Read more about treating a fungal nail infection.

Page last reviewed: 10/01/2014

Next review due: 10/01/2016


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The 7 comments posted are personal views. Any information they give has not been checked and may not be accurate.

margarethe said on 13 October 2014

I tried all the over the counter treatments for my nails with no effect. Then from looking at these pages I tried a tea tree cream which I rubbed in daily onto cleaned feet. I also disinfect all my socks before treatment. After only a few weeks my symptoms had improved and have now almost gone. they also sell a tea tree liquid which may work. Hope this helps

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dawnee108 said on 28 June 2014

Years ago I had fungal nail infection and my doctor prescribed eye drops! I had to put two drops down behind the nail and it worked amazingly!! I have been back to the doctors as it recurred but they gave me the nail varnish stuff which doesn't work for me. Does anyone know what drops these could have been. I have been trying to remember

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st just said on 12 May 2014

hi peple as enyone got eny updates on using vicks rub on feet I have been using it for over amonth now and seeing a big improvement

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Emily465 said on 01 December 2013

Hey thanks a lot for this article. Several years I suffered from nail fungus until my doc gave me the simplest tip he had: Just put cedarsoles made from cedarwood in all the shoes. Because the cedar is the most antifungal tree in nature it also works in relation to nail fungus.

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SpiffyRicky523 said on 15 February 2013

A good way to make sure your toenail fungus doesn't return is by treating it properly the first time around. You can search the web and find several topical treatments; all of which who claim they are the best treatment available, but the most logical one, (not to mention the coolest), is the laser treatment. The statistics I read about it are amazing, and seem definitely worth looking into.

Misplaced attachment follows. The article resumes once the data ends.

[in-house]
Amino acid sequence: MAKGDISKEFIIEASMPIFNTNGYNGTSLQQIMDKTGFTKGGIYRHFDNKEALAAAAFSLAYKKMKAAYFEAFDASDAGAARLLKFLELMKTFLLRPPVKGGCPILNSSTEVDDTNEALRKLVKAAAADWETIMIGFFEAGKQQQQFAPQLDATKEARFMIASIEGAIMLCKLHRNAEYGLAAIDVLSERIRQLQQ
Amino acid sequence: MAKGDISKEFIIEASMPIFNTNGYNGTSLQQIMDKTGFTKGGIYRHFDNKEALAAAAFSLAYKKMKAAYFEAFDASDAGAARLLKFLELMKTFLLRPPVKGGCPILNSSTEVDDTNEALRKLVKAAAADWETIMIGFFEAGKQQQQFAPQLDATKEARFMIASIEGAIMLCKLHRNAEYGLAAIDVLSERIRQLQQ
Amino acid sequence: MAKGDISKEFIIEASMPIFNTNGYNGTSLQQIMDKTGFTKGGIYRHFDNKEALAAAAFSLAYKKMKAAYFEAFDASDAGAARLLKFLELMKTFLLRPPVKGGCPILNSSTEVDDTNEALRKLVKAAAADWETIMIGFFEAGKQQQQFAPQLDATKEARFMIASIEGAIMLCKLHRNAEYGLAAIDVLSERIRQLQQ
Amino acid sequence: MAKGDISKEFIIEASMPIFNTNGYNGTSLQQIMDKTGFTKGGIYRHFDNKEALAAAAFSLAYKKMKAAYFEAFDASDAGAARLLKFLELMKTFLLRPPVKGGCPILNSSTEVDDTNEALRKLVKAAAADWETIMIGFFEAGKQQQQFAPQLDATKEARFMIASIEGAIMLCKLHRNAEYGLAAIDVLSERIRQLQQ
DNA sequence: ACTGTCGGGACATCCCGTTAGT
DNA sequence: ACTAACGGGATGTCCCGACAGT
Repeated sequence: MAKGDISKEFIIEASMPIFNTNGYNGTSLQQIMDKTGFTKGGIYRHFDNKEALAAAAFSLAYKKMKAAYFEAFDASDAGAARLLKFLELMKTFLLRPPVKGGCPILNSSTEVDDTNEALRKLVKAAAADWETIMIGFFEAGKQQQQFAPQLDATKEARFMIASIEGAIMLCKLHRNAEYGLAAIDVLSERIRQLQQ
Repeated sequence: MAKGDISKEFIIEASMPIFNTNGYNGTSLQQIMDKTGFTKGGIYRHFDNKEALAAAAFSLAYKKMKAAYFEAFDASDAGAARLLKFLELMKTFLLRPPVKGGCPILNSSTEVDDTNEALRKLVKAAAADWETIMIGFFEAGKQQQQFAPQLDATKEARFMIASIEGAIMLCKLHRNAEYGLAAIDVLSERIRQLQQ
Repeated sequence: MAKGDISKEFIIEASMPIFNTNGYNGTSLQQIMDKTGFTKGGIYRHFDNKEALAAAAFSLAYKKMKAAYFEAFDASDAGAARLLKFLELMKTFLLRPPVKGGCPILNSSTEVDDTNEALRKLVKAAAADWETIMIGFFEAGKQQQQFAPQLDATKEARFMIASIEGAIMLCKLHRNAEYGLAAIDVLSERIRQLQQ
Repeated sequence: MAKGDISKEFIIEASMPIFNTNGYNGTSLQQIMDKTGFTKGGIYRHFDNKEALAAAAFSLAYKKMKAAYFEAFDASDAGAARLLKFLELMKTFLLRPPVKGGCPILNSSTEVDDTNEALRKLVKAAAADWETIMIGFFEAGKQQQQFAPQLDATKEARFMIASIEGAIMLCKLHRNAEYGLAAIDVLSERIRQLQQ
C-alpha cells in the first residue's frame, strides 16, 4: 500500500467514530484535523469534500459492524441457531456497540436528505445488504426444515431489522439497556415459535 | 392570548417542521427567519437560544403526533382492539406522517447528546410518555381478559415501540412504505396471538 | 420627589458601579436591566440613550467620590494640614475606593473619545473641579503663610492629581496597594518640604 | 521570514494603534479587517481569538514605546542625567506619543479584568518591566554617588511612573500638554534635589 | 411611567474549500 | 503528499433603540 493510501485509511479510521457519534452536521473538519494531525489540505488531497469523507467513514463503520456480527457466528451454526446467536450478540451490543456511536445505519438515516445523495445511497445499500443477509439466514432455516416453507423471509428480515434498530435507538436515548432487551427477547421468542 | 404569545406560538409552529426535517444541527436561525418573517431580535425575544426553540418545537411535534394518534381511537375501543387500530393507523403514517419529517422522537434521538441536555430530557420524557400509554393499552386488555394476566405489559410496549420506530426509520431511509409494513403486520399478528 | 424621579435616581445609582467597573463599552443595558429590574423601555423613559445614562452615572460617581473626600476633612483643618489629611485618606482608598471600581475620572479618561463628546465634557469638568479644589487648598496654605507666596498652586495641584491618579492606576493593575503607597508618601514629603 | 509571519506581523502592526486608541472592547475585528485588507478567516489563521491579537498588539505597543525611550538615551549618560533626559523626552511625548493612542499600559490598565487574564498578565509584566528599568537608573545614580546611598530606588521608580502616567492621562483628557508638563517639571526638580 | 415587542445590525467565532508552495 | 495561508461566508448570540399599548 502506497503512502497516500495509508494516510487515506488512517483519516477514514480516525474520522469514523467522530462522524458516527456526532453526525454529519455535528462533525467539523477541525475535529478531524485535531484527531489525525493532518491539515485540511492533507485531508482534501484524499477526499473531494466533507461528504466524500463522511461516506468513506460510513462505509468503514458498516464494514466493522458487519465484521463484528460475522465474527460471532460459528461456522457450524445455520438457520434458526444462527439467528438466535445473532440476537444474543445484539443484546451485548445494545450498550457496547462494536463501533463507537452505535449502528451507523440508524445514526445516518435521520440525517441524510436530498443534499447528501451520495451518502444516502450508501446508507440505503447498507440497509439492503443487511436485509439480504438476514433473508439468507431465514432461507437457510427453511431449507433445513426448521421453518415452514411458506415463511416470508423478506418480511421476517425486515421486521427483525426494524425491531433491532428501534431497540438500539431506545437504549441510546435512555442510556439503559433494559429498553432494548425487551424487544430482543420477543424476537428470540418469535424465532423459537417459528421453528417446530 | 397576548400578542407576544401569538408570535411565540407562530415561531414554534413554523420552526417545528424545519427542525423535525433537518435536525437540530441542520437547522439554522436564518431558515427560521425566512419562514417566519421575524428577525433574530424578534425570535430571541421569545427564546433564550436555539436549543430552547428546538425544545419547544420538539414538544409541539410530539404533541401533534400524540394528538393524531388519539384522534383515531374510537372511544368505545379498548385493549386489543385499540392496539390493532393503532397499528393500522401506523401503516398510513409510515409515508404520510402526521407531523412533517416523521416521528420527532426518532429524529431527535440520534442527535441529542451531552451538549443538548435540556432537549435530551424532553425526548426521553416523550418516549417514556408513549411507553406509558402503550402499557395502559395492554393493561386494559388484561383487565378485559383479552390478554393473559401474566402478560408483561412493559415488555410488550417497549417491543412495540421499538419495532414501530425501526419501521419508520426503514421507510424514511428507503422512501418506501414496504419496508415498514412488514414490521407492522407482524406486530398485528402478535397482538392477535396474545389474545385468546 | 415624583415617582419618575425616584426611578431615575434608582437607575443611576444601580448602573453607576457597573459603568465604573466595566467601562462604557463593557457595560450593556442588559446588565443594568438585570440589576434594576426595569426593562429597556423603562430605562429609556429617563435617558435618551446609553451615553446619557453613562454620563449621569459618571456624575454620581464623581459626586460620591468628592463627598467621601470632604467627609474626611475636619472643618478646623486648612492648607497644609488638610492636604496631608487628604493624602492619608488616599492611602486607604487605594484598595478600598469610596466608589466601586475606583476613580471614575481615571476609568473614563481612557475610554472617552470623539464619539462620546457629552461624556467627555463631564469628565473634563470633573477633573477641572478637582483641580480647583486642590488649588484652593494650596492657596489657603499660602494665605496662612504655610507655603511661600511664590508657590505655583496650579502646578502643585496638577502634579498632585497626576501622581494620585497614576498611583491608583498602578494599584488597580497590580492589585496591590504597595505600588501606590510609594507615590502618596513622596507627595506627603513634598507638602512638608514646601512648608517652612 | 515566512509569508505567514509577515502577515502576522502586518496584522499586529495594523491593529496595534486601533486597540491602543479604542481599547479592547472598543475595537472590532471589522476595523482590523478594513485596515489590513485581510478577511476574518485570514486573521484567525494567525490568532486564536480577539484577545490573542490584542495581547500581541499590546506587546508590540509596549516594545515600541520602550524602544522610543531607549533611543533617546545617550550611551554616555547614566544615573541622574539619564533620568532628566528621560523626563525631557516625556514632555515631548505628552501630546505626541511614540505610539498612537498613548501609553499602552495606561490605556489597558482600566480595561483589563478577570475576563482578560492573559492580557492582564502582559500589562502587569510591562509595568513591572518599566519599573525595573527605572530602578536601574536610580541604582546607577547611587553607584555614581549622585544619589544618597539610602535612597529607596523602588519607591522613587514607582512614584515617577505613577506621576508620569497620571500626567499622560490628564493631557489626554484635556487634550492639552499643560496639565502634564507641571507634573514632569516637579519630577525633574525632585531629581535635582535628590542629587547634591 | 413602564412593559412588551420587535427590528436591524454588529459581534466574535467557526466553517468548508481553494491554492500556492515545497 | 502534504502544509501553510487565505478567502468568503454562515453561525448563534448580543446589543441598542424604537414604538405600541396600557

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kenneth james said on 08 June 2012

excellent advice!

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SamWoerth said on 01 October 2010

Essential that if you suspect a problem with your nails, feet or fingers - Get your GP involved fast.
Two reasons, firstly the longer the infection is in place, the treatment time escalate. Secondly it can take up to six weeks for laboratory culture tests to be completed. In this writer's case, the first lot were negative. another sets of nail clippings were then dispatched, meantime the situation with my thumbs had worsened dramatically over a ten week period.
Now, at last being treated with a nail lacquer -
Trosyl - the active ingredient Tioconazole - is used for Vaginal growth infections. Presumably not painted on as a nail varnish! I am a keen gardener of 55 years and that is where I think it has come from. Mycorrhizal -the friendly fungi (plants), though as yet we cannot prove it. However the laboratory could not know the specific growth yeast involved with my thumbs.. Normally they do!
Perhaps I get one named after me -'SamusWoertham'